Week Two

I was so sick, sorry for the silence.

I owe you an article on the process of getting into art school and where it fits into your life overall.

Why do you make the work you do?

We will look at the sketches you have brought and go from there. We will also start looking at how you need to get and give critique work so you all get better and better, moving towards the quality of work

What goes into an application?

  • Research
  • Portfolios
  • Essays
  • Interviews

Read: how to critique work:

First go at taking portfolio pictures

Be sure to sign up for the next session of the workshop!

We had a nice photoshoot last night and honestly, the work came out looking great!

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Q taking images of his piece against the seamless.

The student whose work is featured got to go over a basic photo shoot set up (more formal than using your iPhone!) and then we discussed some of the meanings his work conveyed. Q (I will leave names and such off of here) was really receptive to my interpretation, but had ideas of his own, so I hope to develop his critical stance more with him–he is a deep thinker!

I also went over the online career kit I use to make my career work and I have an article coming on that.

Asking (with Class) for Recommendation Letters

Be sure to sign up for the next session of the workshop!

This summer, I was asked by several students for recommendation letters for jobs and other such opportunities. Each request resulted in a slightly different journey and I learned a lot from them all. I realized I need to come up with a policy for writing them, so I sent out word to all of my teaching friends and did some research: there were a lot of horror stories and funny anecdotes. I could easily illustrate this essay with lots of eye-roll-inducing tales of badly mannered students and lazy professors, but I am taking a more positive approach: I am writing this essay for all of my former, current, and prospective students in hopes that I help you make better choices in this area. You are worth the effort, to a one.

One thing: I mention “class” in the title. I am simply referring to the fact that you can, right here and now, choose to treat the people around you with respect and thereby slowly sculpt your life’s trajectory. You can be circumspect and polite, convey how lovely a person you actually are, and pave the way to connect meaningfully with those who surround you. It is all too easy to be presumptuous or inadvertently rude if you only rush towards goals and forget that relationships are far more important in life. The job you seek today is fine and dandy, but honestly, the community you build around yourself will take care of you far better in the long run. Possessions and money are one thing–but to have a little class? Priceless.

The Value of a Recommendation Letter

Why do I write them?

Writing well-earned and beautifully crafted recommendation letters is part of how I work to create the world I want to live in. I want to be in the universe where you succeed for all the right reasons. This is not for my health or your glory, this is for the greater good. This is also why you need to help me do the very best job I can for you: it’s is bigger than the both of us.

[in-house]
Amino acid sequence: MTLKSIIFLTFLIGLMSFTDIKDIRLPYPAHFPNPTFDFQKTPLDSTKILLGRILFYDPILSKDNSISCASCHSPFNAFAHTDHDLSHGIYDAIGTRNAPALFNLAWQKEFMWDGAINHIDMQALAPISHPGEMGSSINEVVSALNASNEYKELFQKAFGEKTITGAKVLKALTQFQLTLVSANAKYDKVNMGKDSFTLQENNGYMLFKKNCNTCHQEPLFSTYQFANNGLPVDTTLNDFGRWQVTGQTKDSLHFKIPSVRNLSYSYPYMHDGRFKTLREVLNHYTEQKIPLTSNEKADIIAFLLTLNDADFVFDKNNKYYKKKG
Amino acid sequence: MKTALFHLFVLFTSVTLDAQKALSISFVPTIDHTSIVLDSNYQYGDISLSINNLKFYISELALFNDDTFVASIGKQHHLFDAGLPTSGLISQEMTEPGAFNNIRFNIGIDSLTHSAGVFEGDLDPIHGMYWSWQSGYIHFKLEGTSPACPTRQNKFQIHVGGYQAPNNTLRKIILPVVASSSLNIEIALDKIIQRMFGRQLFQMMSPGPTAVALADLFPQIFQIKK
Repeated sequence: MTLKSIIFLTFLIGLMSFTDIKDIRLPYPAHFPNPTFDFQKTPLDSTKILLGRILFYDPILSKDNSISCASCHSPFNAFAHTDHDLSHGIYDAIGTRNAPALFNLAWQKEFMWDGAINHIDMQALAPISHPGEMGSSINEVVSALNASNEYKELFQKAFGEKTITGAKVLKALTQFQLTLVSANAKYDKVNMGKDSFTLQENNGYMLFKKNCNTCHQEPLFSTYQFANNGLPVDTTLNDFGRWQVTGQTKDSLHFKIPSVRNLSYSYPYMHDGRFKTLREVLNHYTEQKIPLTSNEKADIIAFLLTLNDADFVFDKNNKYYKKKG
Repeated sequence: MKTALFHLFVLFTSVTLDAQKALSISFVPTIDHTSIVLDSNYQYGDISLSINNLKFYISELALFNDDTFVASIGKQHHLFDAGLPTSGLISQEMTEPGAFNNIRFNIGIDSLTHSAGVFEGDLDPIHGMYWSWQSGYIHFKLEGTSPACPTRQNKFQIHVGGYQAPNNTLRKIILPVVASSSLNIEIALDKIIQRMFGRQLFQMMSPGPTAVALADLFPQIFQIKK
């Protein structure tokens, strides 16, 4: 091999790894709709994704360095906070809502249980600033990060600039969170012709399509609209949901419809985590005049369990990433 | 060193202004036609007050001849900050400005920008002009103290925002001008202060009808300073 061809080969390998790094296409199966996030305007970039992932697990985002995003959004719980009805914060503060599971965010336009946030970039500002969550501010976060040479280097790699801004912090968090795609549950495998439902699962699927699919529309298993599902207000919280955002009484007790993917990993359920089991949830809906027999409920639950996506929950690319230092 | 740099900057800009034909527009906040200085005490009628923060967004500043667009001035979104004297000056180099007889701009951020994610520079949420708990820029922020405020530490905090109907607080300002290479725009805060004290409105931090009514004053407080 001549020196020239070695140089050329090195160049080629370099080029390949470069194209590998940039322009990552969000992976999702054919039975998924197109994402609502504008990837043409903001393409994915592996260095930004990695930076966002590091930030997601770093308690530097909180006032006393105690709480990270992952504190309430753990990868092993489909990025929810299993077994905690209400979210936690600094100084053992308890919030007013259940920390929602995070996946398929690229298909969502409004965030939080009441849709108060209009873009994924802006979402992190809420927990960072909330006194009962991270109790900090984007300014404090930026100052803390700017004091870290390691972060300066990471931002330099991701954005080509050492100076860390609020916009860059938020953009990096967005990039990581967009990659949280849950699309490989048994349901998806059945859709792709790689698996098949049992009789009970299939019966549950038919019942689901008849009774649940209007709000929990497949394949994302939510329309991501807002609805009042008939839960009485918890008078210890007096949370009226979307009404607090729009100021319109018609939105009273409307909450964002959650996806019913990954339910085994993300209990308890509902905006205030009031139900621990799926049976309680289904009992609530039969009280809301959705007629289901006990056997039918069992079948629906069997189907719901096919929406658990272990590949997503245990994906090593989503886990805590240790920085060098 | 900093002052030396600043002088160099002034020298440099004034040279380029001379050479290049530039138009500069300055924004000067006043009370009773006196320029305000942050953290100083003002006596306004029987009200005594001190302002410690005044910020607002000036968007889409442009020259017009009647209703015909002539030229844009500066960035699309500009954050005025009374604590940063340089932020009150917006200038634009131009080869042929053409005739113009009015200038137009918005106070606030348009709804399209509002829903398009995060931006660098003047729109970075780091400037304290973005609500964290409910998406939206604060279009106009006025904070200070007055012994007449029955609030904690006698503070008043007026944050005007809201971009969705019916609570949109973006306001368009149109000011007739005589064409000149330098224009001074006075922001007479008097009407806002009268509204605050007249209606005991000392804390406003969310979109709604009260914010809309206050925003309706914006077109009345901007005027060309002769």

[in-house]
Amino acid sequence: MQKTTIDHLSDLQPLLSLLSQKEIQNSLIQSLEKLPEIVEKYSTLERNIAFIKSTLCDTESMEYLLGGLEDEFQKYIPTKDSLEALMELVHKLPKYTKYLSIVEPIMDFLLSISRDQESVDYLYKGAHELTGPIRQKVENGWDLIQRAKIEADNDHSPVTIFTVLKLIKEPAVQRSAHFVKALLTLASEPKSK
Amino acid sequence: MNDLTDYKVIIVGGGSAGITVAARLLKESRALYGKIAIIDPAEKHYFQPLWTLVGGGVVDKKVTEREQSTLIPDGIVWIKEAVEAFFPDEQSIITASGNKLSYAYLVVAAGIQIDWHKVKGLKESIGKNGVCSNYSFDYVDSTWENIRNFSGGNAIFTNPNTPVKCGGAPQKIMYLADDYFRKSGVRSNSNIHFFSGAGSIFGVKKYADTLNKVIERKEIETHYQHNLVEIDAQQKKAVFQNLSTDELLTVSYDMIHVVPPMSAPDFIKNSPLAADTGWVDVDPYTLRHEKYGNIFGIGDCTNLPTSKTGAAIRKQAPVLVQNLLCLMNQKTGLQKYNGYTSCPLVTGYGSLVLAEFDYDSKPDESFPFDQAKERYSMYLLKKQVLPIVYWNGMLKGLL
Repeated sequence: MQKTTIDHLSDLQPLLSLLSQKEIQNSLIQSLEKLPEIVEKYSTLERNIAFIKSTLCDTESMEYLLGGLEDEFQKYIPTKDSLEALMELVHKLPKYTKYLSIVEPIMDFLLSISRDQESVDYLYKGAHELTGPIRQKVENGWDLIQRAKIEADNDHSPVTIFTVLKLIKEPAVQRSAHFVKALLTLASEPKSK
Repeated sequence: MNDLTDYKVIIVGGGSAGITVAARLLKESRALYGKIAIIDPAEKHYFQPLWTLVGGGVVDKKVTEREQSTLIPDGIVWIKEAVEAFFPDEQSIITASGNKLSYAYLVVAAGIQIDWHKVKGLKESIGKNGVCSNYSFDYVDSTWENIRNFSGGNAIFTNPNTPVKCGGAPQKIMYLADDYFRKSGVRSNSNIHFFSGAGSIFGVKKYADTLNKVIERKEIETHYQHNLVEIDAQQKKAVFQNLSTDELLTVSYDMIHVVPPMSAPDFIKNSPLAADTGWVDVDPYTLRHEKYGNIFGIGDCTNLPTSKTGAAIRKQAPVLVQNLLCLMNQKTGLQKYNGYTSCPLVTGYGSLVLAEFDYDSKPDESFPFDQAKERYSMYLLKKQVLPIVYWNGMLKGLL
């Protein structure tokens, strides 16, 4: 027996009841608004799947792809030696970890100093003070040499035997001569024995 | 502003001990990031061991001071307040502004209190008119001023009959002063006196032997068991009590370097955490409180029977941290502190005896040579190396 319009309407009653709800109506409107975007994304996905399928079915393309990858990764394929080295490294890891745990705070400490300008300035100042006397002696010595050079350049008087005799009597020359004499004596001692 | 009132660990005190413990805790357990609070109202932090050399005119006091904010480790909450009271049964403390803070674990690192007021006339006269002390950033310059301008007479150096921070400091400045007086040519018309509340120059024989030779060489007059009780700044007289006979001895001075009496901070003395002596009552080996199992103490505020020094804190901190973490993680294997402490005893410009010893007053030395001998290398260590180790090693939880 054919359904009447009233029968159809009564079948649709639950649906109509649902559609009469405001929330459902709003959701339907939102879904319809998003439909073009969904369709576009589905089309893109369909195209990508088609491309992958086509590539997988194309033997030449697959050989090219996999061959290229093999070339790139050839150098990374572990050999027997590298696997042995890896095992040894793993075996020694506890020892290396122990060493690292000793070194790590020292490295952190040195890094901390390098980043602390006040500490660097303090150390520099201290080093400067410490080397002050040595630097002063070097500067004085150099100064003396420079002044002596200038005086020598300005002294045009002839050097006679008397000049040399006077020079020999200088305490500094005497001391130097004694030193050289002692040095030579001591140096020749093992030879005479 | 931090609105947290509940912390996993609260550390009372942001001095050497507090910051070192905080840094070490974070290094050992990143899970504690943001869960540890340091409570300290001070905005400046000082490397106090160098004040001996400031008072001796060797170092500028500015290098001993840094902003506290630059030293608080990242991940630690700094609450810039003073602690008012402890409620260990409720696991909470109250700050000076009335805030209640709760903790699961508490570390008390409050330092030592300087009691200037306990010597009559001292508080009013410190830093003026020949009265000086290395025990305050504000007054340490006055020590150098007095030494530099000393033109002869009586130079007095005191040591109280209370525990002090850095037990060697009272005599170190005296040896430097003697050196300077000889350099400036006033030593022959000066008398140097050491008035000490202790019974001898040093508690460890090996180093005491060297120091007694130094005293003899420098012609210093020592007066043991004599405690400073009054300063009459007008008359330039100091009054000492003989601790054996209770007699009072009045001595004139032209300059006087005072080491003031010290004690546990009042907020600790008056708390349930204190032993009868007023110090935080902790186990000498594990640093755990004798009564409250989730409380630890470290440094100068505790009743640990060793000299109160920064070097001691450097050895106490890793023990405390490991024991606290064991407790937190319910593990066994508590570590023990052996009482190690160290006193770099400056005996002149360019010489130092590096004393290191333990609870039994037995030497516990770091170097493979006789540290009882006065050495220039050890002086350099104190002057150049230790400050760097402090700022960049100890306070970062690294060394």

Why do you need them?

You are not an isolated little meteor out in the ether: you have a history, a present, and a future. You affect others with your choices and actions and are a vital part of the communities you inhabit. The only true and meaningful relic of your swath though life is the impact you make in relation to other people. We references are here to convey your true quality for others who may be able to then take a chance on you. You need our testimonials to fill in the gaps in your resume that grades, purported achievements, and degrees just cannot cover.

What do rec letters mean, anyway?

When an employer (or coordinator, or committee) puts out word of an opportunity, she may very well be deluged by applications. These will vary wildly in quality, but should provide enough information to do the initial sort and cull. Rec letters help identify the best candidates in later phases of selection: they will either distinguish you in a field of equally worthy competitors or take you down entirely. They are of subtle importance, but in times like this when there are a lot of people competing for the opportunity, that influence can tip the balance just enough to get you the job.

Ground Rules: Asking for a Recommendation Letter

RULE ONE:
Please do not assume that a rec from me is a given

A recommendation is not a right but a privilege—that we both earn.

Did I earn the privilege to write this letter?

  1. Did I make a difference in your learning of the subject? Did I help strengthen your resolve to dig deeper and excel?
  2. Was I a good teacher for you in that I was consistent, fair, and tough?
  3. Am I doing good work in the field you want to enter?
  4. Am I an appropriate choice to write this letter? Would my word be valuable to the people receiving it?
  5. Am I responsive and trustworthy? Will I actually get it done on time?

If I pass muster with the questions listed above, then I may be a good choice to write you a rec letter.

Did you earn the privilege to receive this letter?

  • Did you make a B or higher in my class? Did you make qualitative strides in my class that indicate deep learning?